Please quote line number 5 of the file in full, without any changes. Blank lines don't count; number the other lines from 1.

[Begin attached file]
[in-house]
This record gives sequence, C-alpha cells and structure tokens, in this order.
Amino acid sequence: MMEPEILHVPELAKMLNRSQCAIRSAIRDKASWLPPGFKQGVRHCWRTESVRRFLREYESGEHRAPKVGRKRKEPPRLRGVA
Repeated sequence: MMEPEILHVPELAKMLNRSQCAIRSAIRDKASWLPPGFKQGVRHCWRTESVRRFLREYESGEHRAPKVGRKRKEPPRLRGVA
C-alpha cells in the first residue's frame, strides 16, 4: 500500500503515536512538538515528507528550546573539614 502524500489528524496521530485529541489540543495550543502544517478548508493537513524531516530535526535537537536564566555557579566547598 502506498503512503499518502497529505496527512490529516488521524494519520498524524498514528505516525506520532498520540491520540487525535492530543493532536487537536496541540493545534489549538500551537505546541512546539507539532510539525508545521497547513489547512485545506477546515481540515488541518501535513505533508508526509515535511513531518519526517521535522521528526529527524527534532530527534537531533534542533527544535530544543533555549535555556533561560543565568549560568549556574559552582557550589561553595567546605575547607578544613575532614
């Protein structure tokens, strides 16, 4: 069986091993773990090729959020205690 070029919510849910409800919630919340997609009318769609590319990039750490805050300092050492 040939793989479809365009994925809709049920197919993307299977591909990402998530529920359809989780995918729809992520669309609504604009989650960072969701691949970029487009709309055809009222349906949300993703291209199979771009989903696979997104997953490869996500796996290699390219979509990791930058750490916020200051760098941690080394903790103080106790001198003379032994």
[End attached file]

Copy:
C-alpha cells in the first residue's frame, strides 16, 4: 500500500503515536512538538515528507528550546573539614 502524500489528524496521530485529541489540543495550543502544517478548508493537513524531516530535526535537537536564566555557579566547598 502506498503512503499518502497529505496527512490529516488521524494519520498524524498514528505516525506520532498520540491520540487525535492530543493532536487537536496541540493545534489549538500551537505546541512546539507539532510539525508545521497547513489547512485545506477546515481540515488541518501535513505533508508526509515535511513531518519526517521535522521528526529527524527534532530527534537531533534542533527544535530544543533555549535555556533561560543565568549560568549556574559552582557550589561553595567546605575547607578544613575532614